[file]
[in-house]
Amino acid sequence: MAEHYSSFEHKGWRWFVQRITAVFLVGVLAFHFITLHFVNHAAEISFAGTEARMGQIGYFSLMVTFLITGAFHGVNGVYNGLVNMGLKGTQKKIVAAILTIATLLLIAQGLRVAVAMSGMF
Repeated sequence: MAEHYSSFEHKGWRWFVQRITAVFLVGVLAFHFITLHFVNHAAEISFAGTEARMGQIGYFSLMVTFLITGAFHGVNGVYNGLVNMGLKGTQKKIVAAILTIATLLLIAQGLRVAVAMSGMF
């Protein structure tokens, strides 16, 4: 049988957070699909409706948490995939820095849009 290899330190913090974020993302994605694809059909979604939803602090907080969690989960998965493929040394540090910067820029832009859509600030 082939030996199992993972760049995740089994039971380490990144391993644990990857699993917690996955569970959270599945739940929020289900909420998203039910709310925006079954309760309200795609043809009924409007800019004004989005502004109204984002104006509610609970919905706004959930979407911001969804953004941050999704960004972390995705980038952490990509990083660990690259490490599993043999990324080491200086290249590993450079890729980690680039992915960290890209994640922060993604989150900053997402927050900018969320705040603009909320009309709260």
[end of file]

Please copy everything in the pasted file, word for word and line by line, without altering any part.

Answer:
[in-house]
Amino acid sequence: MAEHYSSFEHKGWRWFVQRITAVFLVGVLAFHFITLHFVNHAAEISFAGTEARMGQIGYFSLMVTFLITGAFHGVNGVYNGLVNMGLKGTQKKIVAAILTIATLLLIAQGLRVAVAMSGMF
Repeated sequence: MAEHYSSFEHKGWRWFVQRITAVFLVGVLAFHFITLHFVNHAAEISFAGTEARMGQIGYFSLMVTFLITGAFHGVNGVYNGLVNMGLKGTQKKIVAAILTIATLLLIAQGLRVAVAMSGMF
């Protein structure tokens, strides 16, 4: 049988957070699909409706948490995939820095849009 290899330190913090974020993302994605694809059909979604939803602090907080969690989960998965493929040394540090910067820029832009859509600030 082939030996199992993972760049995740089994039971380490990144391993644990990857699993917690996955569970959270599945739940929020289900909420998203039910709310925006079954309760309200795609043809009924409007800019004004989005502004109204984002104006509610609970919905706004959930979407911001969804953004941050999704960004972390995705980038952490990509990083660990690259490490599993043999990324080491200086290249590993450079890729980690680039992915960290890209994640922060993604989150900053997402927050900018969320705040603009909320009309709260």